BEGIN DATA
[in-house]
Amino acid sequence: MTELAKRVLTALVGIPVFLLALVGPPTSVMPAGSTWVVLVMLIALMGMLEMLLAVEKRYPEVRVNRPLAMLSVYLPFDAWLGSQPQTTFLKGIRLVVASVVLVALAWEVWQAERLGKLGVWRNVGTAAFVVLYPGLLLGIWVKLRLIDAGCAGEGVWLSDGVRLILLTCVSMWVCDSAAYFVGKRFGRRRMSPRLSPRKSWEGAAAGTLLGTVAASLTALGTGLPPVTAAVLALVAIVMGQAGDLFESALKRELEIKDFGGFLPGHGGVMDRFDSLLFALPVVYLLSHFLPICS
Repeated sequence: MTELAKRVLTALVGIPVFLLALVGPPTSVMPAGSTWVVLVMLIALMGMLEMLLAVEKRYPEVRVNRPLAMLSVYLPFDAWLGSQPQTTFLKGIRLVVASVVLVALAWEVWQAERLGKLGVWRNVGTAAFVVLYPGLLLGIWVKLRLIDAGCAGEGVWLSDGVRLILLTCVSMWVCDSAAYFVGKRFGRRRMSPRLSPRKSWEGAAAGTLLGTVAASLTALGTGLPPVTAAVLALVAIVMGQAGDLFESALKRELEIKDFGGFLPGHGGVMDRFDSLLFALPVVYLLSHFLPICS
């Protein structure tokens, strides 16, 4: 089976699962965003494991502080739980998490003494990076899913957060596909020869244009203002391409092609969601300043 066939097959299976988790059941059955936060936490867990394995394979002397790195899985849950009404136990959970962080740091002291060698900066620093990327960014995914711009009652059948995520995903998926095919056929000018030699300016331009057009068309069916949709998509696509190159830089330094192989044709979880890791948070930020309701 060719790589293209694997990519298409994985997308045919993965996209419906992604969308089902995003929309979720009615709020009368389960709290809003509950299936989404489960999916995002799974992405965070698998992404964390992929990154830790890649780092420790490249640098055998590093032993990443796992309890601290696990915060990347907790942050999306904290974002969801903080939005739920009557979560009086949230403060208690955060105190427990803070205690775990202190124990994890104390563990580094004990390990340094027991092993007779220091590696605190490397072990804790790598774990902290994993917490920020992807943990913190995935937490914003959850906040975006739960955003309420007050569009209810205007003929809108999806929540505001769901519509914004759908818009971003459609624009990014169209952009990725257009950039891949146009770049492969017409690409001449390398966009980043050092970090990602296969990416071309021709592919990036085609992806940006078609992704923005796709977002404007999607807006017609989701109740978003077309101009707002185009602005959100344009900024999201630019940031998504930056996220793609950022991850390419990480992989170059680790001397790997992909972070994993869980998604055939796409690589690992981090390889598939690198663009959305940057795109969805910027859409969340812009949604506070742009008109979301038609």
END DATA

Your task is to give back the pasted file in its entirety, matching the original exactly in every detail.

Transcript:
[in-house]
Amino acid sequence: MTELAKRVLTALVGIPVFLLALVGPPTSVMPAGSTWVVLVMLIALMGMLEMLLAVEKRYPEVRVNRPLAMLSVYLPFDAWLGSQPQTTFLKGIRLVVASVVLVALAWEVWQAERLGKLGVWRNVGTAAFVVLYPGLLLGIWVKLRLIDAGCAGEGVWLSDGVRLILLTCVSMWVCDSAAYFVGKRFGRRRMSPRLSPRKSWEGAAAGTLLGTVAASLTALGTGLPPVTAAVLALVAIVMGQAGDLFESALKRELEIKDFGGFLPGHGGVMDRFDSLLFALPVVYLLSHFLPICS
Repeated sequence: MTELAKRVLTALVGIPVFLLALVGPPTSVMPAGSTWVVLVMLIALMGMLEMLLAVEKRYPEVRVNRPLAMLSVYLPFDAWLGSQPQTTFLKGIRLVVASVVLVALAWEVWQAERLGKLGVWRNVGTAAFVVLYPGLLLGIWVKLRLIDAGCAGEGVWLSDGVRLILLTCVSMWVCDSAAYFVGKRFGRRRMSPRLSPRKSWEGAAAGTLLGTVAASLTALGTGLPPVTAAVLALVAIVMGQAGDLFESALKRELEIKDFGGFLPGHGGVMDRFDSLLFALPVVYLLSHFLPICS
């Protein structure tokens, strides 16, 4: 089976699962965003494991502080739980998490003494990076899913957060596909020869244009203002391409092609969601300043 066939097959299976988790059941059955936060936490867990394995394979002397790195899985849950009404136990959970962080740091002291060698900066620093990327960014995914711009009652059948995520995903998926095919056929000018030699300016331009057009068309069916949709998509696509190159830089330094192989044709979880890791948070930020309701 060719790589293209694997990519298409994985997308045919993965996209419906992604969308089902995003929309979720009615709020009368389960709290809003509950299936989404489960999916995002799974992405965070698998992404964390992929990154830790890649780092420790490249640098055998590093032993990443796992309890601290696990915060990347907790942050999306904290974002969801903080939005739920009557979560009086949230403060208690955060105190427990803070205690775990202190124990994890104390563990580094004990390990340094027991092993007779220091590696605190490397072990804790790598774990902290994993917490920020992807943990913190995935937490914003959850906040975006739960955003309420007050569009209810205007003929809108999806929540505001769901519509914004759908818009971003459609624009990014169209952009990725257009950039891949146009770049492969017409690409001449390398966009980043050092970090990602296969990416071309021709592919990036085609992806940006078609992704923005796709977002404007999607807006017609989701109740978003077309101009707002185009602005959100344009900024999201630019940031998504930056996220793609950022991850390419990480992989170059680790001397790997992909972070994993869980998604055939796409690589690992981090390889598939690198663009959305940057795109969805910027859409969340812009949604506070742009008109979301038609």